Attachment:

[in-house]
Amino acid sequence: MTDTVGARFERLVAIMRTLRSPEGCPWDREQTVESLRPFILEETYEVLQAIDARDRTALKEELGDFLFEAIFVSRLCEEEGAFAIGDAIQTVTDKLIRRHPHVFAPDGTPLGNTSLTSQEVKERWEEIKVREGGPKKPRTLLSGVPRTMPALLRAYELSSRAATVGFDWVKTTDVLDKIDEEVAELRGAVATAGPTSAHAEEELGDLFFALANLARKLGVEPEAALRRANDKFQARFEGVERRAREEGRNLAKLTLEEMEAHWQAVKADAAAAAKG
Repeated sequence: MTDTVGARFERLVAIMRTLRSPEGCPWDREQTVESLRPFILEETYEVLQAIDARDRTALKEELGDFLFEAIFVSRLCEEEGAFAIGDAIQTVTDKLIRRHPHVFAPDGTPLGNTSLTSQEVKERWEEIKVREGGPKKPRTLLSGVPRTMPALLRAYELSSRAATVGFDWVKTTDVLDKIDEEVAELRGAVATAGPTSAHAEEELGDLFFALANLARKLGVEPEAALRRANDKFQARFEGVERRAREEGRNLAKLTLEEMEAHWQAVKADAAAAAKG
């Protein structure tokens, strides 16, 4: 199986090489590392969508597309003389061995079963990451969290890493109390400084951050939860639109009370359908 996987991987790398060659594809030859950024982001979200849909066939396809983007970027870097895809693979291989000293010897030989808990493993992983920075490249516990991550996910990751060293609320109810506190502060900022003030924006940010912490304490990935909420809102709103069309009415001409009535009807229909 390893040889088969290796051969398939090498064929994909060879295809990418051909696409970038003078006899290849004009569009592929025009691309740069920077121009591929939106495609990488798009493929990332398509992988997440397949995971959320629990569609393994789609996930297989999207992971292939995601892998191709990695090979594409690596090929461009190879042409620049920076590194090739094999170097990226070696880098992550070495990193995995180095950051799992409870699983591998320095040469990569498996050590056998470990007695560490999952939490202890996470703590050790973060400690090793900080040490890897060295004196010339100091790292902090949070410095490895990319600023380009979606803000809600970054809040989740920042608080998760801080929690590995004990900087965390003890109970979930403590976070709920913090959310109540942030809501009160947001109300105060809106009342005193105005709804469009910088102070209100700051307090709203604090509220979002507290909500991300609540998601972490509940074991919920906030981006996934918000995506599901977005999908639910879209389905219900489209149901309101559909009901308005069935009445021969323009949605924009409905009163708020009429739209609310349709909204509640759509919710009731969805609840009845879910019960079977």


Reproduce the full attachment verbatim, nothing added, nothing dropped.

[in-house]
Amino acid sequence: MTDTVGARFERLVAIMRTLRSPEGCPWDREQTVESLRPFILEETYEVLQAIDARDRTALKEELGDFLFEAIFVSRLCEEEGAFAIGDAIQTVTDKLIRRHPHVFAPDGTPLGNTSLTSQEVKERWEEIKVREGGPKKPRTLLSGVPRTMPALLRAYELSSRAATVGFDWVKTTDVLDKIDEEVAELRGAVATAGPTSAHAEEELGDLFFALANLARKLGVEPEAALRRANDKFQARFEGVERRAREEGRNLAKLTLEEMEAHWQAVKADAAAAAKG
Repeated sequence: MTDTVGARFERLVAIMRTLRSPEGCPWDREQTVESLRPFILEETYEVLQAIDARDRTALKEELGDFLFEAIFVSRLCEEEGAFAIGDAIQTVTDKLIRRHPHVFAPDGTPLGNTSLTSQEVKERWEEIKVREGGPKKPRTLLSGVPRTMPALLRAYELSSRAATVGFDWVKTTDVLDKIDEEVAELRGAVATAGPTSAHAEEELGDLFFALANLARKLGVEPEAALRRANDKFQARFEGVERRAREEGRNLAKLTLEEMEAHWQAVKADAAAAAKG
């Protein structure tokens, strides 16, 4: 199986090489590392969508597309003389061995079963990451969290890493109390400084951050939860639109009370359908 996987991987790398060659594809030859950024982001979200849909066939396809983007970027870097895809693979291989000293010897030989808990493993992983920075490249516990991550996910990751060293609320109810506190502060900022003030924006940010912490304490990935909420809102709103069309009415001409009535009807229909 390893040889088969290796051969398939090498064929994909060879295809990418051909696409970038003078006899290849004009569009592929025009691309740069920077121009591929939106495609990488798009493929990332398509992988997440397949995971959320629990569609393994789609996930297989999207992971292939995601892998191709990695090979594409690596090929461009190879042409620049920076590194090739094999170097990226070696880098992550070495990193995995180095950051799992409870699983591998320095040469990569498996050590056998470990007695560490999952939490202890996470703590050790973060400690090793900080040490890897060295004196010339100091790292902090949070410095490895990319600023380009979606803000809600970054809040989740920042608080998760801080929690590995004990900087965390003890109970979930403590976070709920913090959310109540942030809501009160947001109300105060809106009342005193105005709804469009910088102070209100700051307090709203604090509220979002507290909500991300609540998601972490509940074991919920906030981006996934918000995506599901977005999908639910879209389905219900489209149901309101559909009901308005069935009445021969323009949605924009409905009163708020009429739209609310349709909204509640759509919710009731969805609840009845879910019960079977």